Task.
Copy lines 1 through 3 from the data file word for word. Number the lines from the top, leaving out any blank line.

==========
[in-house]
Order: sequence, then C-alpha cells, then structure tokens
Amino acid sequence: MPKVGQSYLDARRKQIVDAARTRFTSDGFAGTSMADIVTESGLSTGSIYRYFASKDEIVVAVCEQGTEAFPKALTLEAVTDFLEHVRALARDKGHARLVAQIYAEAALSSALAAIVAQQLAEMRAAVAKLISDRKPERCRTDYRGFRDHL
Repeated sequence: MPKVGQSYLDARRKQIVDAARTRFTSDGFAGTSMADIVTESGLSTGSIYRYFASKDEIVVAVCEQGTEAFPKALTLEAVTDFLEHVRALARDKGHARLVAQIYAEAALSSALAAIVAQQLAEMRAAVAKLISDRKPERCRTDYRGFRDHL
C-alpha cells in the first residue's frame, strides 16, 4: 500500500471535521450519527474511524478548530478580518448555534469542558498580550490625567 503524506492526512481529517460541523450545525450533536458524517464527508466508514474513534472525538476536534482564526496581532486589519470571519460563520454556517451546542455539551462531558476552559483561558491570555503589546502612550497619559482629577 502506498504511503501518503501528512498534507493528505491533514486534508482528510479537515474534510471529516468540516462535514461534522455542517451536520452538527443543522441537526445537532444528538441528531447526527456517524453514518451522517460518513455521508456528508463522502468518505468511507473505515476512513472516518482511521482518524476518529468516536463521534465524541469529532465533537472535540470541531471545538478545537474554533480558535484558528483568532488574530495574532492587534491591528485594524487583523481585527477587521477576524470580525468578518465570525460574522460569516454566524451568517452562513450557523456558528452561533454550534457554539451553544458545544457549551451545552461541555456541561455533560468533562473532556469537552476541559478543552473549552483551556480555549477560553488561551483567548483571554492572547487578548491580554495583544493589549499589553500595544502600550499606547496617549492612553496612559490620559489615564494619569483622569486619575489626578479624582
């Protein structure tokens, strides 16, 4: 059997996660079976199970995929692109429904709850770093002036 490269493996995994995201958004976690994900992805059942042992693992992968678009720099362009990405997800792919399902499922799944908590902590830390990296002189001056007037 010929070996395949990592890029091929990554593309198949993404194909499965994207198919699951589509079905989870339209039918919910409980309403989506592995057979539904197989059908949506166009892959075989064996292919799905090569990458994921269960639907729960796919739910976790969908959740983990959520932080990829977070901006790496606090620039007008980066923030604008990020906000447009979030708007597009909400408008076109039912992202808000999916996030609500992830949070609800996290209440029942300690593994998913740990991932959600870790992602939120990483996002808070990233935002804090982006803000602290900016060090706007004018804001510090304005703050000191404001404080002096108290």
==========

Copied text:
[in-house]
Order: sequence, then C-alpha cells, then structure tokens
Amino acid sequence: MPKVGQSYLDARRKQIVDAARTRFTSDGFAGTSMADIVTESGLSTGSIYRYFASKDEIVVAVCEQGTEAFPKALTLEAVTDFLEHVRALARDKGHARLVAQIYAEAALSSALAAIVAQQLAEMRAAVAKLISDRKPERCRTDYRGFRDHL